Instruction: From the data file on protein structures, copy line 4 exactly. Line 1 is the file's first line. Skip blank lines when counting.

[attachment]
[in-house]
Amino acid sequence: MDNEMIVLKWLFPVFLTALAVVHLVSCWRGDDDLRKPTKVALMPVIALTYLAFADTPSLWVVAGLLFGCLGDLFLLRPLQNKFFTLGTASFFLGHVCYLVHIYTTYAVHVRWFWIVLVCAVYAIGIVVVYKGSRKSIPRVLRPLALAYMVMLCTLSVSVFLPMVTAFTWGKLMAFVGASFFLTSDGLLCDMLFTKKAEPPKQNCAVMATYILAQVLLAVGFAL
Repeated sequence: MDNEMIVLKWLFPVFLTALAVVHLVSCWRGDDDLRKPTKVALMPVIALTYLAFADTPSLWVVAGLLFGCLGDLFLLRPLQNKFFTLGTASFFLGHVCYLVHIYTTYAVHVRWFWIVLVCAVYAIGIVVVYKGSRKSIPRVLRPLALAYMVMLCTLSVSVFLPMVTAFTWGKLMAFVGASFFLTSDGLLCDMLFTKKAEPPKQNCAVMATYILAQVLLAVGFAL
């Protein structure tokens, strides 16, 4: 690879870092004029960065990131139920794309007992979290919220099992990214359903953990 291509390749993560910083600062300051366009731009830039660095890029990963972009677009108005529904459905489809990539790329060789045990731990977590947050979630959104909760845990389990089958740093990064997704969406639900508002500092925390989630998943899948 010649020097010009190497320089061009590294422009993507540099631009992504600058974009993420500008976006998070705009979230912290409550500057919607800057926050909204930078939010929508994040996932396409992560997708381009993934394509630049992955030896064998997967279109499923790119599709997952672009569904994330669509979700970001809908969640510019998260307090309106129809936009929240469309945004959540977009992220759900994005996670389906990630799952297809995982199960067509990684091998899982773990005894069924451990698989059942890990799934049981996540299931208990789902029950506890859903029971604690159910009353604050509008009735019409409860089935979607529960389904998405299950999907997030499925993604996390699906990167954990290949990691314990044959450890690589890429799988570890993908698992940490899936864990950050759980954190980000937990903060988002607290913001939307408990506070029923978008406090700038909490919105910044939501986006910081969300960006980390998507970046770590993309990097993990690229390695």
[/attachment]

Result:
């Protein structure tokens, strides 16, 4: 690879870092004029960065990131139920794309007992979290919220099992990214359903953990 291509390749993560910083600062300051366009731009830039660095890029990963972009677009108005529904459905489809990539790329060789045990731990977590947050979630959104909760845990389990089958740093990064997704969406639900508002500092925390989630998943899948 010649020097010009190497320089061009590294422009993507540099631009992504600058974009993420500008976006998070705009979230912290409550500057919607800057926050909204930078939010929508994040996932396409992560997708381009993934394509630049992955030896064998997967279109499923790119599709997952672009569904994330669509979700970001809908969640510019998260307090309106129809936009929240469309945004959540977009992220759900994005996670389906990630799952297809995982199960067509990684091998899982773990005894069924451990698989059942890990799934049981996540299931208990789902029950506890859903029971604690159910009353604050509008009735019409409860089935979607529960389904998405299950999907997030499925993604996390699906990167954990290949990691314990044959450890690589890429799988570890993908698992940490899936864990950050759980954190980000937990903060988002607290913001939307408990506070029923978008406090700038909490919105910044939501986006910081969300960006980390998507970046770590993309990097993990690229390695």